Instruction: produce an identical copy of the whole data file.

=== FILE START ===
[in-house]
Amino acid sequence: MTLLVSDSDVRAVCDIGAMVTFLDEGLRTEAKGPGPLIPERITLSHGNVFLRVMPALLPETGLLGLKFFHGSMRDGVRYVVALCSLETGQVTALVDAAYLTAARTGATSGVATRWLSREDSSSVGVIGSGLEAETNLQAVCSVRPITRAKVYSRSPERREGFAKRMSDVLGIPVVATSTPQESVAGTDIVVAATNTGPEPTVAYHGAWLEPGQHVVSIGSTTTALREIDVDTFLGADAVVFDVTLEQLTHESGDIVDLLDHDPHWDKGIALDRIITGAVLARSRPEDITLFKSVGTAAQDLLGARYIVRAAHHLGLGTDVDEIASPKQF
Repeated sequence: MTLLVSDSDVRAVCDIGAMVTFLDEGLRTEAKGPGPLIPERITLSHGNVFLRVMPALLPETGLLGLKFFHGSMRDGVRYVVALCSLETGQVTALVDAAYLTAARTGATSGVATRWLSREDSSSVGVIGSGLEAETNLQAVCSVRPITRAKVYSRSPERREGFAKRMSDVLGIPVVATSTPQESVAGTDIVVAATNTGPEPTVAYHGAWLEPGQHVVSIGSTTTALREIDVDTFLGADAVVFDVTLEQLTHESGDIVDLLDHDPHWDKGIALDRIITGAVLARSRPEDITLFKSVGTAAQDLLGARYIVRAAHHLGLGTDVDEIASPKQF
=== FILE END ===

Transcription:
[in-house]
Amino acid sequence: MTLLVSDSDVRAVCDIGAMVTFLDEGLRTEAKGPGPLIPERITLSHGNVFLRVMPALLPETGLLGLKFFHGSMRDGVRYVVALCSLETGQVTALVDAAYLTAARTGATSGVATRWLSREDSSSVGVIGSGLEAETNLQAVCSVRPITRAKVYSRSPERREGFAKRMSDVLGIPVVATSTPQESVAGTDIVVAATNTGPEPTVAYHGAWLEPGQHVVSIGSTTTALREIDVDTFLGADAVVFDVTLEQLTHESGDIVDLLDHDPHWDKGIALDRIITGAVLARSRPEDITLFKSVGTAAQDLLGARYIVRAAHHLGLGTDVDEIASPKQF
Repeated sequence: MTLLVSDSDVRAVCDIGAMVTFLDEGLRTEAKGPGPLIPERITLSHGNVFLRVMPALLPETGLLGLKFFHGSMRDGVRYVVALCSLETGQVTALVDAAYLTAARTGATSGVATRWLSREDSSSVGVIGSGLEAETNLQAVCSVRPITRAKVYSRSPERREGFAKRMSDVLGIPVVATSTPQESVAGTDIVVAATNTGPEPTVAYHGAWLEPGQHVVSIGSTTTALREIDVDTFLGADAVVFDVTLEQLTHESGDIVDLLDHDPHWDKGIALDRIITGAVLARSRPEDITLFKSVGTAAQDLLGARYIVRAAHHLGLGTDVDEIASPKQF